On Sunday, things got even better for Rubenstein when he added a World Championship silver medal to his haul with partner Shaun Biggs in the K2 race.
The duo went toe-to-toe with the defending world champions, Manuel Busto Fernandes and his Spanish partner Oier Aizpurua Aranzadi, over the 35-kilometre course, and were in contention right to the end sprint.
As the race came down the final kilometre there were four boats locked together jostling for the lead: the Spanish and South African crews, together with a second Spanish boat of Jorge Alonso Gonzales and Santiago Guerrero Aroyo, and the experienced Hungarian crew of Attila Jambor and Tamas Homoki.
The Spanish world champions managed to edge over the line to retain the world title, but the race for silver was desperately close, and needed to be verified from the official video before it was given to the South Africans.
“It was an incredibly tough race,” an exhausted Rubenstein said afterwards. “For most of the race there were seven boats on the front bunch, which made it very hot at the front.
“Shaun and I ran the portages really well, and managed to be the first boat back onto the water, so we managed to put the pressure on there,” he added.
“In the end I was really battling. We managed to squeeze the Norwegian boat onto the back of the bunch, and then we tried to challenge for the gold, and eventually did well to hold on for the silver. I am completely finished now.”
The silver medal for Biggs and Rubenstein capped a thoroughly successful campaign by the South African men, following Rubenstein’s emphatic K1 victory on Saturday. Both paddlers are key members of the South African sprint squad training to qualify places at the Beijing Olympics.
In the women’s K2 race, South African hopefuls Alexa Lombard and Jenna Worlock finished ninth after failing to stay with a leading bunch driven by two fiercely charged Hungarian crews.
Lombard won silver in the women’s K2 race at last year’s world championships with Donia Kamstra.
Earlier in the day, the South African junior crews were well in contention in their races, but neither the boys nor girls were able to snatch a podium finish. Adrian Gebers and Stephen Bird finished on the second bunch in the Junior Boys’ K2 race, with compatriots Brent Chiazzari and Cam Schoeman right behind them in ninth.
In the Junior Girls’ race, Kelly Howe and Vicky Chiazzari had to settle for eighth after being dropped by a fast breakaway headed by the British girls that dominated the junior girls’ championship races.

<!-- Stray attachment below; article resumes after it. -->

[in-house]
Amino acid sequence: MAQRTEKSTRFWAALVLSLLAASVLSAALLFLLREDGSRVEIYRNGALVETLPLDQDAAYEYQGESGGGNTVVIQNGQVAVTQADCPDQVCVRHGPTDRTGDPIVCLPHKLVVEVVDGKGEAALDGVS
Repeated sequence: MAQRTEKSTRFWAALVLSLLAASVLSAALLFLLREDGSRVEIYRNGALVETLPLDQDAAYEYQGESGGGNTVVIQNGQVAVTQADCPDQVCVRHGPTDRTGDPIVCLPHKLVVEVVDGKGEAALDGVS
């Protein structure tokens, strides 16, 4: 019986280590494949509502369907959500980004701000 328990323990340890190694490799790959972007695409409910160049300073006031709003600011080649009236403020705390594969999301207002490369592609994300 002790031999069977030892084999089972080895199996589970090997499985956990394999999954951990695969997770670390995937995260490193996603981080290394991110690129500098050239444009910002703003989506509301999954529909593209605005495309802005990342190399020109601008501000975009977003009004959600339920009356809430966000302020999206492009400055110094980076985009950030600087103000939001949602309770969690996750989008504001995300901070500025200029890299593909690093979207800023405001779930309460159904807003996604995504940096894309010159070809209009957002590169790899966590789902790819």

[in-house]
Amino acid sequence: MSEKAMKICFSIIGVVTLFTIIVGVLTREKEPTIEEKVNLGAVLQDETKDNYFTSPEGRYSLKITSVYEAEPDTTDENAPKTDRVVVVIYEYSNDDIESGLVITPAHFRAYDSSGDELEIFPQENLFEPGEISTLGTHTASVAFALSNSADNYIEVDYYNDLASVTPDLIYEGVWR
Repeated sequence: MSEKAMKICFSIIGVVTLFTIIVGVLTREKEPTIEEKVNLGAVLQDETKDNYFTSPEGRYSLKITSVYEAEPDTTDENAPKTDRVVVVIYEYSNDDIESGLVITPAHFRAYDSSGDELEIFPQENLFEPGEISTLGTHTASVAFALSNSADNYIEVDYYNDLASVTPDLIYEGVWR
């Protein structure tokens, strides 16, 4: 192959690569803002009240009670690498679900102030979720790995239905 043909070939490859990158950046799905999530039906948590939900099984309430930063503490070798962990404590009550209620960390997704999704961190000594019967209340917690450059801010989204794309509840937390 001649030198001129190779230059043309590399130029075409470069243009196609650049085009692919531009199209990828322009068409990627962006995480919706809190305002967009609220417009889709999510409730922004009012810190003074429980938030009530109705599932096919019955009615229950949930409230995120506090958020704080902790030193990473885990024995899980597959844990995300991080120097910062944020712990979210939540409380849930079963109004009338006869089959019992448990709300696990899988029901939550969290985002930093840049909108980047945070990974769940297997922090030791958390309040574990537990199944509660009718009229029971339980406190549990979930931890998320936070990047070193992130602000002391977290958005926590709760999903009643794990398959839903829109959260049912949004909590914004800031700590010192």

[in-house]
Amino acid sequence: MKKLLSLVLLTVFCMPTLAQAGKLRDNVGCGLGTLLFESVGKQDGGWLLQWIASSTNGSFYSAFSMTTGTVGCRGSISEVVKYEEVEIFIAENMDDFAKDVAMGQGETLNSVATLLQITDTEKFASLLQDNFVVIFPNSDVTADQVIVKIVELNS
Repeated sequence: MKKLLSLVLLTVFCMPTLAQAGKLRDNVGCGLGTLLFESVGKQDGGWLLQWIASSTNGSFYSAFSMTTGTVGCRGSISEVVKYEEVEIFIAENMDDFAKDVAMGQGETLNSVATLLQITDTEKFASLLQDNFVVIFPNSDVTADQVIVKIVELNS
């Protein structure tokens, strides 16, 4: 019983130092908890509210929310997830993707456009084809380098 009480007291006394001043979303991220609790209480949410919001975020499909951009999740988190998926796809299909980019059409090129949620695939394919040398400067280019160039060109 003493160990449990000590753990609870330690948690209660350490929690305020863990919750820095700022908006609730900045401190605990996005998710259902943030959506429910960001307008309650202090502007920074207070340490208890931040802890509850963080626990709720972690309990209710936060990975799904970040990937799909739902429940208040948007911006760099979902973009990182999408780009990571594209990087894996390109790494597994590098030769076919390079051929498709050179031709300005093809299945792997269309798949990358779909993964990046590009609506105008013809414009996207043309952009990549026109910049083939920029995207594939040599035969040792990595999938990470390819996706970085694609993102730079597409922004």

Earlier in the eek, the SA Masters team was able to add a total of 12 medals to the team haul for the championships.
- 1. Shaun Rubenstein RSA 2:33.35
- 2. Manuel Busto Fernandes 2:33.36
- 3. Emilio Merchan Alonso ESP 2:33.36
- 9. Hank McGregor RSA 2:37.13
- 1. Anna Hemmings GBR 2:11.11
- 2. Renata Csay HUN 2:11.17
- 3. Beatriz Gomes POR 2:11.30
- 9. Alexa Lombard RSA 2:17.21
- 11. Bridgette Hartley 2:17.22
- 1. Edvin Csabai HUN 2:13.33
- 2. Jose Alfredo Bea Garcia 2:13.42
- 3. Bertrand Hemonic FRA 2:15
- 12. Radolslav Olszewski RSA 2:34.38
- 1. Ettienne Hubert FRA 1:31.51
- 2. Quentin Urban FRA 1:31.54
- 3. Laurens Pannecoucke BEL 1:31.59
- 6. Grant van der Walt RSA 1:32.06
- 1.Louisa Sawers GBR 1:39.40
- 2.Lani Belcher AUS 1:39.44
- 3.Erika Medveow HUN 1:41.58
- 10.Bianca Beavitt RSA 1:44.40
- 1. Stephane Hascoet FRA 1:43.12
- 2. Matej Rusnak SVK 1:43.13
- 3. Michael Franz GER 1:43.37
- 15. Michael Ngwenya RSA 2:01.57
- 1. Fernandes/Aranzadi ESP 2:23.23
- 2. Rubenstein/Biggs RSA 2:23.24
- 3. Jambor/Homoki HUN 2:23.24
- 12. Van Rooyen/Mbanjwa 2:27.54
- 1. Lolk/Barfod DEN 2:02.32
- 2. Csay/Follath HUN 2:02.32
- 3. Szabo/Faldum HUN 2:02.48
- 9. Lombard/Worlock RSA 2:12.37
- 13. Elliott/Wolhuter RSA 2:23.54
- 1. Hubert/Urban FRA 1:27.06
- 2. Hastings/Daniels GBR 1:27.08
- 3. Poulson/Lovenrose DEN 1:27.20
- 8. Gebers/Bird RSA 1:28.25
- 9. Chiazzari/Schoeman RSA 1:28.56
- 1. Sawers/Walker GBR 1:34.33
- 2. Vichova/Krauzova CZE 1:34.34
- 3. Lakner/Buchwuller HUN 1:34.36
- 8. Howe/Chiazzari RSA 1:40.07Source: